The NDA II government seems to be displaying a controlling streak rather early in its tenure.
Across the land, the word ‘ban’ seems to have become the leitmotif of its governance style and its personnel seem determined to tell the citizen what he must eat and when, what he can watch, hear or study - or to get established institutions working on their guidance.
Instead of getting on with the job it was elected for - transformational economic change - the government seems more obsessed with seeking to manage, guide and, in the ultimate analysis, control the way people live, think and express their views.
The problem is that the Modi government has not done its bit to restructure the economy to promote growth, so they are looking for cheap victories by forcing the central bank to lower interest rates
This tendency has many manifestations.
It is visible in a sense in the way the Ministry of Finance is seeking to control the Reserve Bank of India (RBI).
The Monetary Policy Committee which the finance ministry is proposing is the instrument through which New Delhi would have a controlling majority in deciding issues like interest rates.
Across the world, independent monetary policy decision-making is hard for governments to accept, given their electoral compulsions. Yet, most advanced countries bite the bullet on that score because stable and sustained economic growth requires a steady and impartial hand at the monetary tiller.
The problem is that the Modi government has not done its bit to reform and restructure the economy to promote growth, so it is looking for cheap victories by forcing the central bank to lower interest rates as a means of giving a spurt to economic growth.
Such a process could hurt the longer-term prospects of the economy, but the governments in democratic countries usually look at the world in five-year cycles.
Another instance of this tendency is the sedition order issued by the Maharashtra government.
This calls on the police to keep in mind that the sedition clause in the Indian Penal Code (IPC) can be invoked against those who, using either spoken or written words, display “contempt” and “dissatisfaction”, thereby provoking violence against the central or state governments, including public representatives like ministers, zila parishad chairmen, mayors or MLAs.
Sedition is a very serious charge and in democracies it relates to the ‘state’ or ‘nation’ and not ‘governments’.
Attacking a chief minister or minister can hardly be termed sedition, whereas seeking to overthrow the government system - as Maoists or jihadists seek to do - certainly can.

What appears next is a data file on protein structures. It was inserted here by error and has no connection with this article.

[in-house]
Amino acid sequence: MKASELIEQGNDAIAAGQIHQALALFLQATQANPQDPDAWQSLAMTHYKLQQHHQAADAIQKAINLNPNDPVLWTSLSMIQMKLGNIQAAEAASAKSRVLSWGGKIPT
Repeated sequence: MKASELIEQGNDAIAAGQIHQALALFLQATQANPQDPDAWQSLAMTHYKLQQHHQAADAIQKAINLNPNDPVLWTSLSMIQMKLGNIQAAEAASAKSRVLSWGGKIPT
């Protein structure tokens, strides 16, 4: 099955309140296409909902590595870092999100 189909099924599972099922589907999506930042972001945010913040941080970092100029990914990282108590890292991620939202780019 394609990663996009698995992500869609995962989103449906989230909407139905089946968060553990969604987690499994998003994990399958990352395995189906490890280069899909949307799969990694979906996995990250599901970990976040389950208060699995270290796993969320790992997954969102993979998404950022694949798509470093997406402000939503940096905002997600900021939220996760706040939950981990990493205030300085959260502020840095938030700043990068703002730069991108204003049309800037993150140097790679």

What is embarrassing is the role of the government, formed of a party who consider themselves great nationalists.
It is a shame that a duly-constituted government in a state of India in 2015, is seeking to hide behind a statute where words like ‘disaffection’, and ‘sedition’ all come from an entirely different context of the mechanisms of colonial control of the people of India.
The IPC was part of a series of measures that the British colonial government instituted in 1860 to control India after they had brutally crushed the Great Rebellion of 1857.
A third instance of the domineering tendency of the Modi government has been the now-withdrawn encryption policy.
The draft guidelines proposed would have had people keeping plain-text versions of their WhatsApp, Facebook, and Google messages for 90 days and make them available to the security agencies.
The timing of the leak, on the eve of Prime Minister Narendra Modi’s visit to the United States where he was scheduled to meet the Silicon Valley grandees like Mark Zuckerberg and other top executives, cannot but have been embarrassing.
So it is not surprising that the information and technology ministry claims that the fault lay in the poor drafting of the guidelines rather than any intrinsic desire to restrict freedoms.
The timing of the leak about the now-withdrawn encryption policy came on the eve of Narendra Modi's trip to Silicon Valley where he met Facebook CEO Mark Zuckerberg
Tussles relating to the making of monetary policy are not unusual in other parts of the world.
But the other two issues are uniquely Indian and contemporary. They represent the salience of national security bureaucracies in the everyday life of the country.
This is manifested separately by the tendency to conflate the threat of terrorism in the country, despite the fact that there has been no serious terror incident in the country since the Mumbai attack of 2008.
Terrorism remains a challenge and can lead to a tragic loss of life and generate fear, but by itself terrorism is hardly an existential threat of any kind to the country.
Despite this you hear a policy narrative that seeks to show that terrorism is the biggest threat that this country faces.
For that we now have a tough government which will not brook sedition, keep a determined watch on the enemies of the state and give short shrift to Pakistan.
The aim is to give the government a nationalist sheen.
By punching at shadows, it hopes to keep the country enthralled with its prowess, while the real problems and threats continue to grow.